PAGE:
Cast-on was the Magic Cast On from Knitty. I started with 14 stitches on each needle, and then increased until I reached 50 stitches total.  Before turning the heel, I added 4 stitches to the instep instead of three. On the short row heel, I wrapped and turned until I had 7 unwrapped stitches. After the heel turn, I added the increase stitches until I had the approved 72 stitches.

Result: These were a very quick knit for me. I think the ankles are a little baggy, but I’m still gonna wear these toasties quite a bit.

Also, I love that the “floats” of the pattern were good practice for Fair Isle (more on that soon!). If the floats are too tight, this sock may be impossible to put on.

Finally, their test run on 2/21/2011 revealed that they were toasty warm under my boots, so success!

De-Stash count:

1 skein sock yarn used up for Brainless socks

1 ball of mystery cotton used up for charity knitting

4 balls of chenille sent out as yarn karma

1 skein sock yarn used up for Leyburn socks

Posted by: Jess | 21 February, 2011

Haberdashery

Let me say, the British take their crafts seriously.  John Lewis, a big UK department store, has most of a floor devoted just to haberdashery – all the yarn, sewing and other crafty notions you can think of.  It would be like walking into Macy’s and popping up to the fourth floor for the latest Rowan release.  If only.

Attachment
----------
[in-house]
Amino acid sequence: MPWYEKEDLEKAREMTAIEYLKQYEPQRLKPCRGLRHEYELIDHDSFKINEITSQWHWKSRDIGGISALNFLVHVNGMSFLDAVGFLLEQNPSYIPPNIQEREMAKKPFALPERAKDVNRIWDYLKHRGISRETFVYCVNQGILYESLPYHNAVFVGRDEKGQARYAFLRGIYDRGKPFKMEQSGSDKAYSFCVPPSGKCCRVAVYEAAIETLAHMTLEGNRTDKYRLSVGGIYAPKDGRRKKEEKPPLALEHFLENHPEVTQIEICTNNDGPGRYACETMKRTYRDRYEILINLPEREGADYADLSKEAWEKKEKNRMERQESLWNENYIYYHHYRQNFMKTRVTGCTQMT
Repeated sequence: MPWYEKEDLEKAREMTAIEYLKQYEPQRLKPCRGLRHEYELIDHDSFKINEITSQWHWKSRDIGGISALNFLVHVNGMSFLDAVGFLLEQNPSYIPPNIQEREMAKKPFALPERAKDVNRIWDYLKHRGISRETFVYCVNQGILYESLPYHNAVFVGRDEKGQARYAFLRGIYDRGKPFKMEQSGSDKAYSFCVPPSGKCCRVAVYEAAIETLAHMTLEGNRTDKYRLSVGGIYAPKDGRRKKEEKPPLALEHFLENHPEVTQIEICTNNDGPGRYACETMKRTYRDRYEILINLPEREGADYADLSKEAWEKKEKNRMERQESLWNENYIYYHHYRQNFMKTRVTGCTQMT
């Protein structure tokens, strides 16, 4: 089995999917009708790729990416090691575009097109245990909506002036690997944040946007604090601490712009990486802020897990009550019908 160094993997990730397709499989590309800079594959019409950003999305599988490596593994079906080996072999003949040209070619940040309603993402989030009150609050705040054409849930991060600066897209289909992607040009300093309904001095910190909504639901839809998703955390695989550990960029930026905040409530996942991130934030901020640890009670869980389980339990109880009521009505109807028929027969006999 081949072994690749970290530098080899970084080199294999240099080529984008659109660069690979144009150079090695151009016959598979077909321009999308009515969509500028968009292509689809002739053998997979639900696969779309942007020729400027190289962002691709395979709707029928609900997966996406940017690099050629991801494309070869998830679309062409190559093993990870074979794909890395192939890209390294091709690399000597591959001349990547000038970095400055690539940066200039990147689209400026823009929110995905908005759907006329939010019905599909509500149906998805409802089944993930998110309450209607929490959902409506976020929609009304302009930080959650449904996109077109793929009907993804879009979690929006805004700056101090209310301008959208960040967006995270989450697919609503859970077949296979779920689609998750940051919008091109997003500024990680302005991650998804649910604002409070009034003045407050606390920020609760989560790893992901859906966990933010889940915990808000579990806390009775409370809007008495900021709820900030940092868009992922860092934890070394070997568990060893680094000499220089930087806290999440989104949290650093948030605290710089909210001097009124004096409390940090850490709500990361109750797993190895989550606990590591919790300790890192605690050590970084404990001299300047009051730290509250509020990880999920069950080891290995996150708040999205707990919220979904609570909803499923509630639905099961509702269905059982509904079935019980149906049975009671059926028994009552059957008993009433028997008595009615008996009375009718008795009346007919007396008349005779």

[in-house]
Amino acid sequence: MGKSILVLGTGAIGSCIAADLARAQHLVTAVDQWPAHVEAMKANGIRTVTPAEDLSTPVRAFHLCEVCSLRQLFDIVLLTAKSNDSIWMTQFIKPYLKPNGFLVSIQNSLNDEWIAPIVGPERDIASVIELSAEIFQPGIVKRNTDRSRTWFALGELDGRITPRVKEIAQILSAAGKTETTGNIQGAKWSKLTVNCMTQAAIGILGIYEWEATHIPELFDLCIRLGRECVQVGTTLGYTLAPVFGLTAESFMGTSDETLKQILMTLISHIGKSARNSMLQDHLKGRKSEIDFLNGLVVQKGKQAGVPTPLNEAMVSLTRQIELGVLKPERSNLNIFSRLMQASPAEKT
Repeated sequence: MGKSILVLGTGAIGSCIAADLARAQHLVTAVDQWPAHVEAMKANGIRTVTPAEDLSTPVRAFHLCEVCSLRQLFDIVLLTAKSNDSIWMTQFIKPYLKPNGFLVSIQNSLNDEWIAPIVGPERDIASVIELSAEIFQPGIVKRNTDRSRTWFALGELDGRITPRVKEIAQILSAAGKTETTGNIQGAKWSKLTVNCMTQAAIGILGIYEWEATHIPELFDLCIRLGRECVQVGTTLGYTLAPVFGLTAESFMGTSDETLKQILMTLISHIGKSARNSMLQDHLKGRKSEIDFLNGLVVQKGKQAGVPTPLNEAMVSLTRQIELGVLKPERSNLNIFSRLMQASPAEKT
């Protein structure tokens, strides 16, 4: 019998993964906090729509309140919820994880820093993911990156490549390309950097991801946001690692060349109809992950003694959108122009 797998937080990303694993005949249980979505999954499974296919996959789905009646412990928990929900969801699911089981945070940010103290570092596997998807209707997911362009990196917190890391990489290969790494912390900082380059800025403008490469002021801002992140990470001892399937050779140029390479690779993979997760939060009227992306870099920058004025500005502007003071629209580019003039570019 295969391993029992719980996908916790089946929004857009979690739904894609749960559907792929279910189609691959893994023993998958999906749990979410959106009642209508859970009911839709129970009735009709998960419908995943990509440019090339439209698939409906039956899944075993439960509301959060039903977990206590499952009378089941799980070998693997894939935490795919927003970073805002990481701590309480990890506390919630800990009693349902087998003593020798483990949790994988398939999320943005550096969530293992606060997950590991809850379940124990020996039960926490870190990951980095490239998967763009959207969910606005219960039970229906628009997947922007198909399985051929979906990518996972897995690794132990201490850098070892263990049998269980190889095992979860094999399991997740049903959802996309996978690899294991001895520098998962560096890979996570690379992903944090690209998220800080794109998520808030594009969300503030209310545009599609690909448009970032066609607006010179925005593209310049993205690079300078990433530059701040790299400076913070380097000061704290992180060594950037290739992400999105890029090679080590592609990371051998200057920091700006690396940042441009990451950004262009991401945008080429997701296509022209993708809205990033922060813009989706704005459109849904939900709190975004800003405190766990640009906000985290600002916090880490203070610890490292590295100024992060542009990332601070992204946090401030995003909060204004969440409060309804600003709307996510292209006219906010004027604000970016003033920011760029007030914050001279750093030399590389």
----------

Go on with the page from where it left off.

Haberdashery:  dealing in small articles for sewing, such as buttons, ribbons, zippers, and other notions.  Of course, in American English, a haberdasher is another term for a men’s outfitter. A haberdasher’s shop or the items sold therein are called haberdashery.  The word appears in Chaucer’s Canterbury Tales.  Haberdashers were initially peddlers, sellers of small wares such as needles, buttons, etc.

While in London I just had to make a stop at the John Lewis on Oxford Street for a quick look.  It seemed a little smaller on the yarn front than a few years ago, but there were more sewing machines, notions and other random crafty goodness.  Sewing box shaped like a house?  I love you Cath Kidston.  Rowan yarn at non-imported prices?  How strong I felt for sticking to my yarn diet.  Just becaues it’s on sale, and in a foreign country, does not mean I actually have more money.  So I walked away with a book of cute Debbie Bliss patterns.  Of course, I had dreams of the adorable poncho… until I was reminded that only waify folks with no chest can really pull that off.  Probably a good thing, too, before I’m 19 balls of Cashmerino Aran in the hole.

Posted by: Laura | 9 February, 2011

Anthro Hack-Bygone Brooch Necklace

I think we can all agree that Anthropologie carries some of the cutest, most creative wearables and home furnishings out there. I’m inspired by their window diplays, and I love love love digging through their sale racks for things that I can’t find anywhere else. So, back in December, I was thumbing through the catalog, and I spotted these Bygone Brooch Necklaces.